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Welcome to the RED HORSE and Prime BEEF Association

An Association of Past and Present Members of Prime BEEF and RED HORSE

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The RED HORSE and Prime BEEF Association was formed in 2001 as it was determined there was a need for all USAF Combat Civil Engineers to remain in touch, re-establish old friendships, create new ones, perpetuate our spirit and traditions, represent the interests, provide a fraternal atmosphere, encourage social interaction, develop a scholarship fund and support our members in their time of need.
Our Mission is to increase awareness of the USAF Combat Civil Engineers accomplishments and tradition of excellence past and present during war and peace time with the American populace, preserve our proud heritage, share our legacy and to foster strong and mutually beneficial relationships among government, educational and civic leaders. It is our desire to be a significant force of support towards the USAF CE strategic mission, to be able to contribute to the over all morale and enhance the welfare of our profession.
We are a non-profit, tax exempt, non-commercial professional military association that exists to support, promote and develop the interests of all past, present, Active, AFRC and ANG USAF Combat Civil Engineer professionals.
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Stanley Irwin, President
RED HORSE and Prime BEEF Association


FOCUS ON THE FORCE: 819th RHS member opts for Marine's Senior NCO Academy training PDF Print E-mail
on Saturday, 09 June 2007

Views : 8791    

Published in : , Latest News

by Airman 1st Class Dillon White
341st Space Wing Public Affairs Office

6/8/2007 - MALMSTROM AIR FORCE BASE, Mont. -- Master Sgt. Bill Miller, superintendent of the 819th Airborne RED HORSE flight, successfully completed the Staff Non-Commissioned Officer Advanced course at the Marine Corps University in Quantico, Va., April 14.

The training focused primarily on planning an infantry battalion combat mission and increasing physical conditioning. Battalions are groups of approximately 5,000 servicemembers. 

"They assumed you had leadership skills at that point in your career already," Sergeant Miller said. "The course taught every phase of coordinating combat arms." Coordinating combat arms means having artillery, air support, infantry, medical support and other essential units in the right place at the right time. 

At the end of the six-week course, a field exercise tested what the students had learned. The three classes comprised of E-5, E-6 and E-7 Marine Corps sergeants were separated into offense and defense with personnel, security, operations, logistics and communications sections. 

In one exercise scenario, a reconnaissance element was 30 kilometers away and was under attack with no medics and low ammunition, Sergeant Miller said.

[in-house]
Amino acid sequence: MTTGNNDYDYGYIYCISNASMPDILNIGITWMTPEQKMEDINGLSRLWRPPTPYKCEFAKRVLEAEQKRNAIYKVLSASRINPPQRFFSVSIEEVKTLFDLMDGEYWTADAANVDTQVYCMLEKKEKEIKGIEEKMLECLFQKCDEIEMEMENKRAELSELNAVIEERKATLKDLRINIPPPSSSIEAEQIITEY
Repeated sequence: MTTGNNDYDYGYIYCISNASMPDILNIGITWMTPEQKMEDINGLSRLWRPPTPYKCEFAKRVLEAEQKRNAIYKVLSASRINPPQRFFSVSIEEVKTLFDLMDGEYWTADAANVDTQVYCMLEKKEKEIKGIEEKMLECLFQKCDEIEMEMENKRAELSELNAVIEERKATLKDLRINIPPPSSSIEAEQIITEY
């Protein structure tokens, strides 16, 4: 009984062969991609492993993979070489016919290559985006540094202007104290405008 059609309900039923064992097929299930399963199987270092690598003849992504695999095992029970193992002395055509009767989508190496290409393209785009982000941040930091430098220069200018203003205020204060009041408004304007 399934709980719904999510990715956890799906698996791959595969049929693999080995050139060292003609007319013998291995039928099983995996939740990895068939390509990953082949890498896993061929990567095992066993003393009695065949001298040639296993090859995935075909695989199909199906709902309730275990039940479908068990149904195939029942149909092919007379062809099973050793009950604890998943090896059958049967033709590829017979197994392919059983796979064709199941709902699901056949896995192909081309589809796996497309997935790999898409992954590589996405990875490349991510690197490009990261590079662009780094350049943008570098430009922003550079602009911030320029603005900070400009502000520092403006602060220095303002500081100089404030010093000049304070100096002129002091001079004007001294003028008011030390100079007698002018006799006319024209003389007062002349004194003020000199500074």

"We looked at the resources on hand and used them to render aid and get them back in the safe zone," he said. 

"Those guys can take nothing, turn it into something and get the job done," Sergeant Miller said about the Marines. 

There was also a final physical training exam that students had to pass to graduate. It included timed two-minute crunches with a maximum of 100 crunches, chin-ups performed without time restrictions and a three-mile run that Sergeant Miller was required to complete in 26 minutes as dictated for his age group. 

"If you didn't pass, you went home with a certificate of attendance," Sergeant Miller said.
"One morning, they told us we were going on a short run," the senior NCO said. "We ran more than four miles to the obstacle course, did the obstacle course twice, then ran back." 

"I thought I was in shape. Those guys tried to run me into the ground," he said. The class did different physical training every day, including last-man-up where everyone runs in a line formation and the last person in line sprints to the front. 

"Everything helped you pass the final physical training exam," said Sergeant Miller. 

He also overcame the language barrier of his host military branch. A Marine asked him to open a hatch and he replied, "What, you mean this door?" 

The floor is called the deck and yes sounds more like aye, aye. 

"My instructor said 'For the next six weeks, you're Gunny Miller,'" he said. An E-7 in the Marine Corps is a gunnery sergeant. 

"I learned as much sitting around with classmates in the dayroom as I did in the classroom," he said. "We talked about how they approach stuff and how we approach stuff. The faculty encouraged that." 

Sergeant Miller will be sewing on his E-8 stripes this year and is grateful for his chance to train with the Marines. 

He attended the Marine SNCOA course, as opposed to the Air Force SNCOA, to broaden his horizons at the senior level of professional military education. 

"I would recommend it to anyone," said Sergeant Miller, "Go in with a totally open mind and be ready to absorb some new concepts."

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Last update: Saturday, 09 June 2007

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by: sam (Registered) on 01-11-2010 14:20


by: sam (Registered) on 01-11-2010 14:20

congratulations Sergeant Miller. I wish I had had the opportunity to do what you did. Smsgt E. Lopez, ret. :)



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